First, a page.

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Drinks With the President

President Barrack Obama certainly arrives at a party like a rock star. Three silver GM Suburbans flanking an armored black Cadillac limo screech to a halt with lights flashing, and all of the roads in the immediate vicinity closed to traffic. A dozen sunglass bedecked Secret Service agents leap out, immediately scanning the perimeter. The president bounds out and briskly walks to the plush Atherton home, where he enters through the kitchen of former EBay executive and California state controller, Steve Wesley.

For a mere $30,400 donation to the Democratic National Committee, I received a sweaty handshake and an assembly line photo with the once South Chicago community organizer. A Koch brother I am not. The event came on the heels of the President’s 45 minute private audience with the Golden State’s own version of royalty, Apple’s (NASDAQ:AAPL) Steve Jobs.

It was all part of a broad swing through the Western states to rally the faithful, and to top off the DNC’s coffers, which has raised a record $50 million in California this year. Perhaps Obama just wants to be among friends. While his national job approval rating languishes at 47%, it is 55% here, and an eye popping 72% among Democrats.

With a short two weeks until the election, the online betting site, Intrade (click here for their site at ), is giving an 89.5% probability that the Republicans will win control of the house. But to me, this is all starting to take on the flavor of a consensus trade that I love to fade. The Democratic Party has become the BP of American politics. Expectations of its imminent demise may be greatly exaggerated, but not for the reasons you expect.

Since the 2008 election, some 4 million “millennials”, “generation Y’s”, or “echo boomers” have gained the right to vote. Have you spoken to your kids lately? The only issues they care about, the environment, global warming, gay rights, and ending the war, are overwhelmingly Democratic ones.

Another 2 million immigrants have also joined the rolls. Thanks to the racist rants by many Tea Party candidates – last week Nevada Senate candidate Sharon Angell said she thought many Mexicans looked like Asians—I would be surprised if any of these voted conservative.

Sure, only 30% of these groups vote at all. But when election results swing on majorities that can be counted in the hundreds –think Florida in 2000, Ohio in 2004, and Minnesota in 2008—they could make a decisive difference.

The Tea Party has already demolished any chance of a conservative win in the Senate by putting candidates the Republican leadership charitably describes as “wingnuts.” Witchcraft practicing masturbation advocate, Christine O’Donnell, took a safe Delaware seat from a 20% lead to a 20% deficit virtually overnight. Sharon Angell converted a campaign unseat the Senate majority leader, Harry Reid, in Nevada from a pushover to a dead heat.

With Sarah Palin’s aid, Alaska’s Senate candidate, Joe Miller, ousted mainstream Republican Lisa Murkowski in the primaries, prompting her to launch an independent write in campaign and a three way split that could throw the election to the Democrats. The net net is that the Tea Party crashing on to the political scene has so far been hugely positive for Democrats.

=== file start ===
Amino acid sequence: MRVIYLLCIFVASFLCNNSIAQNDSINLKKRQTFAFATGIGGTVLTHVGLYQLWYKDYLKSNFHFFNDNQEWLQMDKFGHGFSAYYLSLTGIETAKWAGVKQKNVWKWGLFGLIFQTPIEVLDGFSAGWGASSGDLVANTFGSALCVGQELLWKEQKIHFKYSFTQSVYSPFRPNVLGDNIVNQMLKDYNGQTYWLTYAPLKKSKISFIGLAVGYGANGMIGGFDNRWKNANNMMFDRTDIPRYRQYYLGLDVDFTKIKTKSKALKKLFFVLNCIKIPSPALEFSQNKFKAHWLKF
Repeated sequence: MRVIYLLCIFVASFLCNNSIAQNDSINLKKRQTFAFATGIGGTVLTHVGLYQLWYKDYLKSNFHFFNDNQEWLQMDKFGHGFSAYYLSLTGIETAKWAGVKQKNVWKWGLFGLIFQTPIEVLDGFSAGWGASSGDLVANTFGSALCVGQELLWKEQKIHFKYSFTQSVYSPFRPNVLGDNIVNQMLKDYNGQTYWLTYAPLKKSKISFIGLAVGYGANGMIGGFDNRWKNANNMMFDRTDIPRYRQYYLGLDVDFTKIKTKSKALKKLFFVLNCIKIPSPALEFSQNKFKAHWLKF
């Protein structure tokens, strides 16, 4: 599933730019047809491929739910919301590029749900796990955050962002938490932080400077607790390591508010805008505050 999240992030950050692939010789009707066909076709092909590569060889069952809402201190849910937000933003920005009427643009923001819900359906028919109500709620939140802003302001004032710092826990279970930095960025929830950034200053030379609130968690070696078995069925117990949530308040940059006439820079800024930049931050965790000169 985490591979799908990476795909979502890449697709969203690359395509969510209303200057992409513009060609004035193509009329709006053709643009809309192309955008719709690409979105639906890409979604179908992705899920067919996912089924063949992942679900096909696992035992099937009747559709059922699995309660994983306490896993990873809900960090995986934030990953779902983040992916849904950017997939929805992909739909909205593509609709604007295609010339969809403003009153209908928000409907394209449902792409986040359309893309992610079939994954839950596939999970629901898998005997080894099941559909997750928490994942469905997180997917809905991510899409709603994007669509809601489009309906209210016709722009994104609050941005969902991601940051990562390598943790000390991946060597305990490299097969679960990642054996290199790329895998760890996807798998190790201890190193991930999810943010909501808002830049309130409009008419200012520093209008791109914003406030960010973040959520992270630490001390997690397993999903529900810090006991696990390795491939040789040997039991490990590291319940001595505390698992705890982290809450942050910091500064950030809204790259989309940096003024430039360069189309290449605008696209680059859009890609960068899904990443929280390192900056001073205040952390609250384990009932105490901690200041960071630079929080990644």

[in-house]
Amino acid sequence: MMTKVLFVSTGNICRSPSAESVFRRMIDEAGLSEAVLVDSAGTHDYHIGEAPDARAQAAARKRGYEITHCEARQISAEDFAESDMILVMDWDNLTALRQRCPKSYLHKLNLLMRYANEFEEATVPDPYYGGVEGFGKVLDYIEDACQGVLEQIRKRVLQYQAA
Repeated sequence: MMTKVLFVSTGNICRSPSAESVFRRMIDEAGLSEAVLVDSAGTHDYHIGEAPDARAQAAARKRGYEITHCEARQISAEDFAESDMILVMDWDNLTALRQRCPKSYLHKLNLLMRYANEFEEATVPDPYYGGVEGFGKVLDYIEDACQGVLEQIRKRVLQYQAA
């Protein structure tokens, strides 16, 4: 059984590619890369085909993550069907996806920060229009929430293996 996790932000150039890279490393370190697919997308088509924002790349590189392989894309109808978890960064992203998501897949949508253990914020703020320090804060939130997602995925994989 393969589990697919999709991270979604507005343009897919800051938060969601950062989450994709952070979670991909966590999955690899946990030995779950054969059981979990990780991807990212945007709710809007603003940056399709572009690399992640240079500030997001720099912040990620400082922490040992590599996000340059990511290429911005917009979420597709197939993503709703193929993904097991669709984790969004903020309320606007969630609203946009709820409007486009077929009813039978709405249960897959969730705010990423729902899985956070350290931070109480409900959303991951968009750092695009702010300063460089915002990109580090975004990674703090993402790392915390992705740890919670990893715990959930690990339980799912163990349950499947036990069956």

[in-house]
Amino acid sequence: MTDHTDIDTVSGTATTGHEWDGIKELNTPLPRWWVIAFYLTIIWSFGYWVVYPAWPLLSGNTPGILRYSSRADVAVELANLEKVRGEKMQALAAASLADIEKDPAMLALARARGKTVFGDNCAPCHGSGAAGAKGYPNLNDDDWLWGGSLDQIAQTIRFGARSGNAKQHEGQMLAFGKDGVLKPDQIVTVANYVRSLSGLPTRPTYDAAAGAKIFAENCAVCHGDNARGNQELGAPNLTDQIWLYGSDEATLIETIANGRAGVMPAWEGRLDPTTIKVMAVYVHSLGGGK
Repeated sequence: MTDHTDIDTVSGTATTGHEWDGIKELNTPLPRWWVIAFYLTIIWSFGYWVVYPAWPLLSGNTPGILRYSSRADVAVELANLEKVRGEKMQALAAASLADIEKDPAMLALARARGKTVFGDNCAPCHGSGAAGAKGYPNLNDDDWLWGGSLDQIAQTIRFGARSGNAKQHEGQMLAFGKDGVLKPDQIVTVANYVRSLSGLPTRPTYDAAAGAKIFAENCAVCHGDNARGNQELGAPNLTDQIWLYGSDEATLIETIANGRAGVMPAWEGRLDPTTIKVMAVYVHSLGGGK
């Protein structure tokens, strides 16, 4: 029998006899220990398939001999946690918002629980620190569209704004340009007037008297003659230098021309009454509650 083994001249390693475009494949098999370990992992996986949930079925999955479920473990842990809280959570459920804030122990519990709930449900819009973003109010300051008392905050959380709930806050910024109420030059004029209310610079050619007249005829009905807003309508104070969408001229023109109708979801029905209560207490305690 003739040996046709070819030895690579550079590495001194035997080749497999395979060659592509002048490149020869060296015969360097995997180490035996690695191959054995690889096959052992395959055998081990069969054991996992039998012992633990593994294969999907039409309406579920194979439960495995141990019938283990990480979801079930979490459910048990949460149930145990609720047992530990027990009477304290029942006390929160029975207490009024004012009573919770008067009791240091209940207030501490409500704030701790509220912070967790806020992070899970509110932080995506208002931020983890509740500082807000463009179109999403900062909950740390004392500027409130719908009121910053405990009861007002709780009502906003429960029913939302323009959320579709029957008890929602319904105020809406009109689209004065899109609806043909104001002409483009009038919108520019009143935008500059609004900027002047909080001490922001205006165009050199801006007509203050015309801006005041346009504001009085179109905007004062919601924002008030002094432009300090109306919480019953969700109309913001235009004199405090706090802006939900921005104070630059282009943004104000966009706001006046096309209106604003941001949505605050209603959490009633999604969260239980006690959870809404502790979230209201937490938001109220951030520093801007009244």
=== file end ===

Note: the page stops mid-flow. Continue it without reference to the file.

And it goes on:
The polls we see reported daily are only taken of participants with land lines. So they may be undercounting both cell phone addicted, texting millennials, and immigrants. How many of your kids have land lines? My bet would be none. That could be another reason why the final results may differ from what we are being led to believe.

Now, let me throw one big unknown out there. Thanks to the Supreme Court’s Citizens United vs. the Federal Election Commission decision, this is the first election to see unlimited anonymous corporate donations since the sixties. As a result, the number of election ads disclosing donors has fallen from 97% in 2006 to 32% this year.

California’s proposition 23 is a perfect example of what this means. Billed as the “Save California jobs bill,” the measure was placed on the ballot and promoted by $6 million in financing from Texas base energy giant Tesoro Petroleum (TSO). And what is the company’s plan to create California jobs? Suspend the state’s stringent environmental regulations so it can build a new oil refinery in nearby Martinez.

On top of this, you can toss into the mix Obama’s proven, but unquantifiable ability to engineer last minute surges among supporters. The bottom line is that things may not be all they appear to be in this election. Global markets are discounting a Republican win in the House of Representatives that may be much closer than advertised, or may not happen at all.

In every postwar election, the party in power has lost an average 27 House seats in the midterm elections. The Democrats can lose 38 and still keep control. Obama knew this the day he walked into office. That is why the most radical parts of his agenda, like health care, were front end loaded. Expect to hear much about the President’s surprise, Clintonesque move to the middle in 2011, which was in fact, planned two years ago.

If the Republican celebration that has been ongoing since March turns out to be for nothing, expect the shock to be immediate and global. A Democratic win will take all asset prices down, no matter how much QEII Ben Bernanke throws at them.

Yes, I know, I should stick to my day job of calling every turn in the market. But for the next two weeks, that profession and making political prognostications have become one in the same. I can only say thank goodness that my hometown San Francisco Giants are not facing the Chicago White Sox in the World Series this week.

There is more risk in markets today than traders and investors realize.